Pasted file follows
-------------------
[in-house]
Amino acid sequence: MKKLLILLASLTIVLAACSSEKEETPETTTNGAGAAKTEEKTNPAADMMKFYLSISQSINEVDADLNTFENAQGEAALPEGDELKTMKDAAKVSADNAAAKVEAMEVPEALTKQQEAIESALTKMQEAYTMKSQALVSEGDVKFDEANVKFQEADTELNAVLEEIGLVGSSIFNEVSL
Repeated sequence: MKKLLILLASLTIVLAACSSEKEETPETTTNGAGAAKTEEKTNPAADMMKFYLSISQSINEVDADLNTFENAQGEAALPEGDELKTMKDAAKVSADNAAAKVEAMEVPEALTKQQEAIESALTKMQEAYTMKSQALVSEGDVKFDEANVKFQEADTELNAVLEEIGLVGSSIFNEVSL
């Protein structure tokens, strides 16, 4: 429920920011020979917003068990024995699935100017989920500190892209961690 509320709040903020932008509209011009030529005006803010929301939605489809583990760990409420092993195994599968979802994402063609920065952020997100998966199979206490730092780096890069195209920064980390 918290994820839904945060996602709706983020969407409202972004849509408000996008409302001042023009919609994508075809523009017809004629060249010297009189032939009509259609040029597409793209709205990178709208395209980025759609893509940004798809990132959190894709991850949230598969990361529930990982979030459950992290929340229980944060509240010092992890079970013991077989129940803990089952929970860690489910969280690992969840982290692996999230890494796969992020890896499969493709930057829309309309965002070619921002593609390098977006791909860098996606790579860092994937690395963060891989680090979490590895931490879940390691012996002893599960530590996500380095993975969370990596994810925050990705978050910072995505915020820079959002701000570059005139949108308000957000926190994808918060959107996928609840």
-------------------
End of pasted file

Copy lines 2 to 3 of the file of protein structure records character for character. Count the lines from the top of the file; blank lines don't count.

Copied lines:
Amino acid sequence: MKKLLILLASLTIVLAACSSEKEETPETTTNGAGAAKTEEKTNPAADMMKFYLSISQSINEVDADLNTFENAQGEAALPEGDELKTMKDAAKVSADNAAAKVEAMEVPEALTKQQEAIESALTKMQEAYTMKSQALVSEGDVKFDEANVKFQEADTELNAVLEEIGLVGSSIFNEVSL
Repeated sequence: MKKLLILLASLTIVLAACSSEKEETPETTTNGAGAAKTEEKTNPAADMMKFYLSISQSINEVDADLNTFENAQGEAALPEGDELKTMKDAAKVSADNAAAKVEAMEVPEALTKQQEAIESALTKMQEAYTMKSQALVSEGDVKFDEANVKFQEADTELNAVLEEIGLVGSSIFNEVSL